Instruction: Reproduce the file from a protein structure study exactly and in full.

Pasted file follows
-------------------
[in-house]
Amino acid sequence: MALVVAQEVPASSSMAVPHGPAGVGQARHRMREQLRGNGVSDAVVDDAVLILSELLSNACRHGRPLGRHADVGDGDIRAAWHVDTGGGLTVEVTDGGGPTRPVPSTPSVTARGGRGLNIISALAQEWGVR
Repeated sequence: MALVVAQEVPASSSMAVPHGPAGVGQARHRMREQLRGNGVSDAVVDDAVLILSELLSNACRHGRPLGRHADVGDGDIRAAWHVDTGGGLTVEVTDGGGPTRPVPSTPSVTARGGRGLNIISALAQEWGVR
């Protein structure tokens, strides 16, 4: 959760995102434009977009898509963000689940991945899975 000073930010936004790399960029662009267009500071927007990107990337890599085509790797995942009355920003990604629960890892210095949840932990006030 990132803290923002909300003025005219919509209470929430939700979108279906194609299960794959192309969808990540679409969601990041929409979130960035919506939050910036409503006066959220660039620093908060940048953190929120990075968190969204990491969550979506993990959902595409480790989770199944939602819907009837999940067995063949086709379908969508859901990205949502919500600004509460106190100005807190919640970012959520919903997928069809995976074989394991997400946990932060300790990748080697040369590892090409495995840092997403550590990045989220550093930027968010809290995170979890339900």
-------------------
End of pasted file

[in-house]
Amino acid sequence: MALVVAQEVPASSSMAVPHGPAGVGQARHRMREQLRGNGVSDAVVDDAVLILSELLSNACRHGRPLGRHADVGDGDIRAAWHVDTGGGLTVEVTDGGGPTRPVPSTPSVTARGGRGLNIISALAQEWGVR
Repeated sequence: MALVVAQEVPASSSMAVPHGPAGVGQARHRMREQLRGNGVSDAVVDDAVLILSELLSNACRHGRPLGRHADVGDGDIRAAWHVDTGGGLTVEVTDGGGPTRPVPSTPSVTARGGRGLNIISALAQEWGVR
């Protein structure tokens, strides 16, 4: 959760995102434009977009898509963000689940991945899975 000073930010936004790399960029662009267009500071927007990107990337890599085509790797995942009355920003990604629960890892210095949840932990006030 990132803290923002909300003025005219919509209470929430939700979108279906194609299960794959192309969808990540679409969601990041929409979130960035919506939050910036409503006066959220660039620093908060940048953190929120990075968190969204990491969550979506993990959902595409480790989770199944939602819907009837999940067995063949086709379908969508859901990205949502919500600004509460106190100005807190919640970012959520919903997928069809995976074989394991997400946990932060300790990748080697040369590892090409495995840092997403550590990045989220550093930027968010809290995170979890339900």